The ministry launched its last concession licensing round in August 2023, offering eight mining sites in the kingdom. Six of the sites are located in the Eastern Province – in Ghounan, Al Misnah, Al Samman, Ras Al Qaryah and the eastern and western zones of Salwa – and are understood to contain limestone ore, sand and other minerals.

    The other two sites are in Riyadh Province, in Al Armah and Hofayrat Nesaah. These sites are estimated to hold gravel and sand deposits, among other minerals.

    Prior to the August licensing round, the ministry announced in April that it had shortlisted 13 local and international companies for the exploration phase at the Muhaddad and Al Ridaniyah mining sites.

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    A consortium of UK-headquartered Royal Road and local entity MSB Holding Company has been picked as the preferred bidder for the Jabal Sahabiyah exploration site. 

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    A consortium of Saudi Arabia-based Sumou Holding and Canada’s Kuya Silver has been selected for the Umm Hadid site and will invest more than $22m in exploration activities and about $800,000 in community development. Umm Hadid is located in the Afif region in central Saudi Arabia. Covering an area of 246 sq km, the site contains mineral deposits of silver, lead, copper and zinc.

    The near-doubling of its deposits of natural resources is set to act as a stimulus to the nascent mining industry

    Maaden steps up

    Saudi Arabian Mining Company (Maaden) is at the forefront of Riyadh’s campaign to develop and expand the kingdom’s metals and mining sector. By 2040, the company, which is majority owned by the Public Investment Fund (PIF), aims to build its upstream mining capabilities, gain exposure to future minerals and form partnerships with global mining companies.

    Last January, Maaden signed a joint-venture agreement with the PIF to establish a new company to invest in mining assets globally. Maaden owns a 51% stake and the PIF holds the other 49% in the company, known as Manara Minerals, which will have a capital allocation of $50m.

    Manara Minerals aims to invest in iron ore, copper, nickel and lithium projects as a non-operating partner, taking minority equity positions. The firm’s first overseas investment was a deal in July to become a 10% shareholder in Brazilian mining major Vale’s $26bn subsidiary, Vale Base Metals.

    In terms of metals production, Maaden announced in mid-January that its subsidiary Maaden Gold & Base Metals Company (MGBM) had started commercial production of gold from the first phase of the Mansourah-Massarah gold project.

    MGBM operates six gold mines, with the Mansourah-Massarah mine being one of its concession areas. In June 2021, the Maaden subsidiary awarded an estimated $880m contract for the first phase of the Mansourah-Massarah gold mine to a consortium of India’s Larsen & Toubro and Finland-based Metso Outotec. The award of that engineering, procurement and construction (EPC) contract represents the biggest investment in gold mining in Saudi Arabia to date.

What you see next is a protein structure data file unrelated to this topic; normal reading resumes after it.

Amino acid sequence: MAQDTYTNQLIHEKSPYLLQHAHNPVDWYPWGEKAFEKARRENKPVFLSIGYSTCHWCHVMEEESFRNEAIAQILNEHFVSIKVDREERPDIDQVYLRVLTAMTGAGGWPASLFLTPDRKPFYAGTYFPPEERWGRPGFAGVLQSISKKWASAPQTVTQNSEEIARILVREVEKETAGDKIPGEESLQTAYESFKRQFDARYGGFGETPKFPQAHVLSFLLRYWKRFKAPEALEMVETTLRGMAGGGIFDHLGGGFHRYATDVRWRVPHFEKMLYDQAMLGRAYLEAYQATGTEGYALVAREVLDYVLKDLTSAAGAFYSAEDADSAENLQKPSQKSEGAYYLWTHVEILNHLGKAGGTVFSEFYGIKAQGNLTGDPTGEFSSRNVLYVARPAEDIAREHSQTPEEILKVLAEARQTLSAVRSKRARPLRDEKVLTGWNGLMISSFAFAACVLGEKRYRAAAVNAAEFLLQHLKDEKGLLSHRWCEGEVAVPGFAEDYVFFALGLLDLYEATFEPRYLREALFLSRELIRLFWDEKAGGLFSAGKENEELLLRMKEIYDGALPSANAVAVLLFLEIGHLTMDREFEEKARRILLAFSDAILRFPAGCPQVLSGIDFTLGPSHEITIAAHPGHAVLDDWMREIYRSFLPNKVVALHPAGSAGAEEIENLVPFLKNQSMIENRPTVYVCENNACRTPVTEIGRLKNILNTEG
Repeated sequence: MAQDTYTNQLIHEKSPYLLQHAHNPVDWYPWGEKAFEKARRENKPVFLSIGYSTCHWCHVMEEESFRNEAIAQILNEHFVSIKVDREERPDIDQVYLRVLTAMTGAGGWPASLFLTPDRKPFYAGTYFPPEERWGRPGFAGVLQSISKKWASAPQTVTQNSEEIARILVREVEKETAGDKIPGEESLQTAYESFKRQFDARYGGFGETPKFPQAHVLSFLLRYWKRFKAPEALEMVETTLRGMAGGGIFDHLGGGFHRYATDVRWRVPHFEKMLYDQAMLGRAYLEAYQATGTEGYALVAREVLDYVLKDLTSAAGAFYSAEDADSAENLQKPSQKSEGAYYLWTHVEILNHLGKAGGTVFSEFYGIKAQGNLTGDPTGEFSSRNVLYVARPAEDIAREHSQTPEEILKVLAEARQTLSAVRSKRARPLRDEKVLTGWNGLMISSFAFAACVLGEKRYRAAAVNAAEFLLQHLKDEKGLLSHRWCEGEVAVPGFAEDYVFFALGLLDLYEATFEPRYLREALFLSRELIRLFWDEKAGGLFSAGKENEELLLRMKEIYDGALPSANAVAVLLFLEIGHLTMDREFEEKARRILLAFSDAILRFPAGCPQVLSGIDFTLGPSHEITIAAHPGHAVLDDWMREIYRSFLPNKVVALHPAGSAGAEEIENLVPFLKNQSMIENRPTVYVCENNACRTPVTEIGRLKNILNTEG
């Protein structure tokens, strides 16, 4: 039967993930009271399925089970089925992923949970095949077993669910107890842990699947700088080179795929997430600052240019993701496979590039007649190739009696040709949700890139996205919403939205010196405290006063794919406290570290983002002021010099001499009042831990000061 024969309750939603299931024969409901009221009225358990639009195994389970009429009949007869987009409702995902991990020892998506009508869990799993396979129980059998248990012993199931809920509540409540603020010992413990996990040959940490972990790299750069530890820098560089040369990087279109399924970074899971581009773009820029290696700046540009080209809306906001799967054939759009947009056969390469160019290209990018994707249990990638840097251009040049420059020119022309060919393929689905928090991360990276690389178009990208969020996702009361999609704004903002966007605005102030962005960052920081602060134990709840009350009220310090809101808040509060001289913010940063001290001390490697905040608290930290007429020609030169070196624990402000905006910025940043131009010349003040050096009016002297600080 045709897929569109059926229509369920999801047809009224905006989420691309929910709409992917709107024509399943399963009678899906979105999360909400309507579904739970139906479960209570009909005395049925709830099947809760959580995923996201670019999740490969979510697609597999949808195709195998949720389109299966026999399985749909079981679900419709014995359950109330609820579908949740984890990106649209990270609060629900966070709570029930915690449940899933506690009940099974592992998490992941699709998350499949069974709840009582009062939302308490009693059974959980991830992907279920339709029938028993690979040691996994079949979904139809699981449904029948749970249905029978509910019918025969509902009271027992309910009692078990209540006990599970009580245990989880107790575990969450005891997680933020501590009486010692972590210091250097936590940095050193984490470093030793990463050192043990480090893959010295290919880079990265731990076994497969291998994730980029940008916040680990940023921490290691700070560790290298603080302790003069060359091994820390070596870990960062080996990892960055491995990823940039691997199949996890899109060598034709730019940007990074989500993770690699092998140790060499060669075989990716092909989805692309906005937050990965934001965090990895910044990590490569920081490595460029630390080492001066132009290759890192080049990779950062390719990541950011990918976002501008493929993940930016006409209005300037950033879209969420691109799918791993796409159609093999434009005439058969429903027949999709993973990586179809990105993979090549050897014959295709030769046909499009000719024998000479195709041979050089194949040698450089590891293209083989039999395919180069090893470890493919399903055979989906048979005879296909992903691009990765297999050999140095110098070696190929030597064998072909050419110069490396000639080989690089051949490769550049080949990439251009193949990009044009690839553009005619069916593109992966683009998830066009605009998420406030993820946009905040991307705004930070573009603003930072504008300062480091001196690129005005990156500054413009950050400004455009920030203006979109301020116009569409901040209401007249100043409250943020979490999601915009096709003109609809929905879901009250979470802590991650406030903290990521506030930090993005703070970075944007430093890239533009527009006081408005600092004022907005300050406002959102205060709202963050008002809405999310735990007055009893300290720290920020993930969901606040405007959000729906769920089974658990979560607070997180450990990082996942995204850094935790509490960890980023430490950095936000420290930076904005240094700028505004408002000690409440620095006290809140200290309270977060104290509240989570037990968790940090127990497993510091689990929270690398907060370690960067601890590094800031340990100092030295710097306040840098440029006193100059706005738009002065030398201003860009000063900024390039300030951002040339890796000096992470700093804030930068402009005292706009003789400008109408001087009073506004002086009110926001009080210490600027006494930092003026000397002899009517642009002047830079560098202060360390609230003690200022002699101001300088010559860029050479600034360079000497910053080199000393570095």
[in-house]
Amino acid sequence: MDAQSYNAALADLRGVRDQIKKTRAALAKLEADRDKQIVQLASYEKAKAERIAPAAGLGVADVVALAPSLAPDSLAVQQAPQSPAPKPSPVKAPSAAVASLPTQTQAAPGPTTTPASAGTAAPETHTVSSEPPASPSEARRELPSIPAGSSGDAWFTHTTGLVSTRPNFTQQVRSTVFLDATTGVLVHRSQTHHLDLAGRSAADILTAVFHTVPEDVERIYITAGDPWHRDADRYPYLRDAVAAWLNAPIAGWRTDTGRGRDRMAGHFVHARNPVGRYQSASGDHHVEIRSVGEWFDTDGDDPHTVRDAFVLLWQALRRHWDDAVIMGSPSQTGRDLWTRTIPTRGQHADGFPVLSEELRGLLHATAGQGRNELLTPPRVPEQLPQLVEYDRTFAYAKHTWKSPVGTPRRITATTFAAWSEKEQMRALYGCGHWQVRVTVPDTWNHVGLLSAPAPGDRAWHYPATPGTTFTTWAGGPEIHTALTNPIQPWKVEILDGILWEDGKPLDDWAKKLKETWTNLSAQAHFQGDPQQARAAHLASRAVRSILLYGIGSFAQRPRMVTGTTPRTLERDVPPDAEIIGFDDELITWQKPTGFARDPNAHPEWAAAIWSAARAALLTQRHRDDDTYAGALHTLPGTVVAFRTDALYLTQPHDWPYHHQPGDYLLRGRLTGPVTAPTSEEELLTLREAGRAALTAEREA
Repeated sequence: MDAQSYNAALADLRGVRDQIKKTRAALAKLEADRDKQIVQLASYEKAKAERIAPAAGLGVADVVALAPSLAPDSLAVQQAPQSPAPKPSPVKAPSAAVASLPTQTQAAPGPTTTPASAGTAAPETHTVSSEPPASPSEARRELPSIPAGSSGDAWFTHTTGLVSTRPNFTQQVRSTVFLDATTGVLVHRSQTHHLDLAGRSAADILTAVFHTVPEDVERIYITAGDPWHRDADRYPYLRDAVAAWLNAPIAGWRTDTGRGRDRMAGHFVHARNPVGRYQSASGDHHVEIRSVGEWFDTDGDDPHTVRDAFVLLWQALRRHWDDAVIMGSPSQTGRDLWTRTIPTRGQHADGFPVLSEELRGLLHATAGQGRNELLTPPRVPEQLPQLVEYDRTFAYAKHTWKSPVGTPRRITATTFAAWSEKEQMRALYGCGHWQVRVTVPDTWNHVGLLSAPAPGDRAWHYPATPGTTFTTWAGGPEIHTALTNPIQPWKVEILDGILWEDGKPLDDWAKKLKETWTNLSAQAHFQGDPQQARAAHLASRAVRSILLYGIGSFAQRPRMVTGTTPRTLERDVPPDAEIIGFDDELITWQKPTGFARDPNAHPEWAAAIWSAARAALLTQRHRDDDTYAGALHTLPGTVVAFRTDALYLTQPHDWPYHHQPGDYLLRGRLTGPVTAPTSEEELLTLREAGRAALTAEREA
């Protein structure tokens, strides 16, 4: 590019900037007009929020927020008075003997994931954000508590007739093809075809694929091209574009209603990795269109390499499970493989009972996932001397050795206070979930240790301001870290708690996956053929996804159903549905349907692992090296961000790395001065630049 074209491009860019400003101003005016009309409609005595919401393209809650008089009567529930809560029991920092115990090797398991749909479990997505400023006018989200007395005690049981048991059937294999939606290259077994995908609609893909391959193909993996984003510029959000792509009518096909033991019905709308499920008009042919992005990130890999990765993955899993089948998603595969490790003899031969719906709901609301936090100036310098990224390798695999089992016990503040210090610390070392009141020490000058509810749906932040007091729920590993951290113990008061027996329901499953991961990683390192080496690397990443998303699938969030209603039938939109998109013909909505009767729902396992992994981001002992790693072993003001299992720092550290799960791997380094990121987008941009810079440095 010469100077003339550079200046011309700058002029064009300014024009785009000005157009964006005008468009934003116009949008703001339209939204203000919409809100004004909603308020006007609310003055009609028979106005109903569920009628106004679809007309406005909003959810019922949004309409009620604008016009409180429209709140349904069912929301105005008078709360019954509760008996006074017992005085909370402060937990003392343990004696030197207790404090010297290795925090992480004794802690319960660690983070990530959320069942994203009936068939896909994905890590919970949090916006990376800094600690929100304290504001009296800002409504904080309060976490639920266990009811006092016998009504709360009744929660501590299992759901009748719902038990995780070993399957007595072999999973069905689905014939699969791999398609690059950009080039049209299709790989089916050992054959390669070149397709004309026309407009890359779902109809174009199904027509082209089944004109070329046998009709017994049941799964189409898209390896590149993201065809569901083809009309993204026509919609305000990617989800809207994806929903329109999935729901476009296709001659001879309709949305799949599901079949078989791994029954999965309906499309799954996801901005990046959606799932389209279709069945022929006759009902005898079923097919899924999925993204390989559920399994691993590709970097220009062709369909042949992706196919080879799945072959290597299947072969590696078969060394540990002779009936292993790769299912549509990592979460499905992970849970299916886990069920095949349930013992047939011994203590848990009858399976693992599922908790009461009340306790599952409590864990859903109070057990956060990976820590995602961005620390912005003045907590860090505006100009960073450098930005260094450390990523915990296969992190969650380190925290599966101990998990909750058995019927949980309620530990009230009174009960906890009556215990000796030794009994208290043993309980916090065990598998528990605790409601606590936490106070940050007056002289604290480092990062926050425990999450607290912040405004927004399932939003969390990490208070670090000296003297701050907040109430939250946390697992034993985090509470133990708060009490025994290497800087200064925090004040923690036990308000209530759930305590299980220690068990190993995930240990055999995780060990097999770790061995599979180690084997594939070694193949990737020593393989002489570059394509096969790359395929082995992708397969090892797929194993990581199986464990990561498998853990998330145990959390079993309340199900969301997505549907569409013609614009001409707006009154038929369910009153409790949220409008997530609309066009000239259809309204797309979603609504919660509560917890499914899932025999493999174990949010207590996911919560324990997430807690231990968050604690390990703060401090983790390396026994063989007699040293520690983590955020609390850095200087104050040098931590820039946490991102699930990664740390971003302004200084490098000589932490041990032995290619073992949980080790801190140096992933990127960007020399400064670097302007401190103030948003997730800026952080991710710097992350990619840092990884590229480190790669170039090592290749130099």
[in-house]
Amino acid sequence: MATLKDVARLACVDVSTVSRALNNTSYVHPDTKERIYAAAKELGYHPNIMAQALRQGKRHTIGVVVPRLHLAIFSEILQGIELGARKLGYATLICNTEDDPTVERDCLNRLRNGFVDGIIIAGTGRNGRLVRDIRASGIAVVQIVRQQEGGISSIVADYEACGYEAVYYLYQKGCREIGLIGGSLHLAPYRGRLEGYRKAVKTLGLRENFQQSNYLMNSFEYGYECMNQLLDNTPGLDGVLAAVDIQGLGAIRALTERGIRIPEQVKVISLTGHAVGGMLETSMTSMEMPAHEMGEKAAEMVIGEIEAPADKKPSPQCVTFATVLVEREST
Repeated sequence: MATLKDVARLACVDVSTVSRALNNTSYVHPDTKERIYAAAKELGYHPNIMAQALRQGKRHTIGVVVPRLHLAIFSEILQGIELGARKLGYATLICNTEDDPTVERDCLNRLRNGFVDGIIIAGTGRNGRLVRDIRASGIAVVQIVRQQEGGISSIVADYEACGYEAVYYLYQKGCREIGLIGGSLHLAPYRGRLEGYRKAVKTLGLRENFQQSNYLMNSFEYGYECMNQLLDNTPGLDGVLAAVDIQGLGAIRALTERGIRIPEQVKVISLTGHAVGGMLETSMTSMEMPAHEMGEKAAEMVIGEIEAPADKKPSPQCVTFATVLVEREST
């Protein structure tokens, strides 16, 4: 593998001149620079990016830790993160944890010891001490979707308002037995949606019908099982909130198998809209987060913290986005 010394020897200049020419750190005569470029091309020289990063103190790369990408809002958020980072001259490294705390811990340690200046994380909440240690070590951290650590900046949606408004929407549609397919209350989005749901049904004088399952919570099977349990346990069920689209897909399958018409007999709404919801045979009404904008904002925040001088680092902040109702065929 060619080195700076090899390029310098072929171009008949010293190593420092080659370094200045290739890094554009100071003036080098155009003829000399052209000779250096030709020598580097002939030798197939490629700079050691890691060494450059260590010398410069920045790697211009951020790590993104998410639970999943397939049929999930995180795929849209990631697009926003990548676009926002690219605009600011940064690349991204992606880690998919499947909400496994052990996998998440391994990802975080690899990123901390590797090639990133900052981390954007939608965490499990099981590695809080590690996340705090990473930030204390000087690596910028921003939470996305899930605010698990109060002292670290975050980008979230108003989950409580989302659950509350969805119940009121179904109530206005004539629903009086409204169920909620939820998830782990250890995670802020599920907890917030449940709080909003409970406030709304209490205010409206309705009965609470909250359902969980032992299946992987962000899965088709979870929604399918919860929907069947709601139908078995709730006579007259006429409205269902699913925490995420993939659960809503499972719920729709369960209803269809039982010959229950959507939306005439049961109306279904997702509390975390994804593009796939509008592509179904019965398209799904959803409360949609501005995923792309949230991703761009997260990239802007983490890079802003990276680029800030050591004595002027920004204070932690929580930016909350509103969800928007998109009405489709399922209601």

In August last year, MGBM also awarded an EPC contract for the second phase of the Mansourah-Massarah gold mine project, worth $28m, to a consortium of Riyadh-based Darkstone and Australia-headquartered ATC Williams. The contract involves installing tailings storage facilities and wastewater management systems.

    Maaden exploration push

    On the mineral exploration front, Maaden signed an agreement with US-based Ivanhoe Electric in July 2023 to undertake exploration for high-demand minerals in the Arabian Shield zone in Saudi Arabia. As part of the $130m deal, the partners are to survey an area of 48,500 sq km in the Arabian Shield, starting in September.

    About the size of Switzerland, the Arabian Shield region is understood to be rich in reserves of minerals such as copper, nickel, gold, silver and possibly lithium.

    Maaden has had success in its exploration drive. In late December, it announced the discovery of significant gold resource potential extending along a 100km strike from its Mansourah-Massarah gold mine. This is the first find from the company’s exploration programme, which was launched in 2022 with the aim of building Maaden’s production pipeline.

    Exploration around Mansourah-Massarah has focused on identifying potential deposits of a similar scale and with similar geology. Encouraging drill results from several sites on Uruq South, along a 100km stretch south of Mansourah-Massarah, uncovered similar geological characteristics and chemistry to the gold deposit. These results include high-grade drill intercepts found 400 metres away from and under Mansourah-Massarah, with several high-grade intercepts.

    In addition, Maaden has continued the expansion of its exploration footprint at the Jabal Ghadarah and Bir Tawilah prospects located 25km north of Mansourah-Massarah, where the company is converting an inferred resource of 1.5 million ounces to indicated and measured status.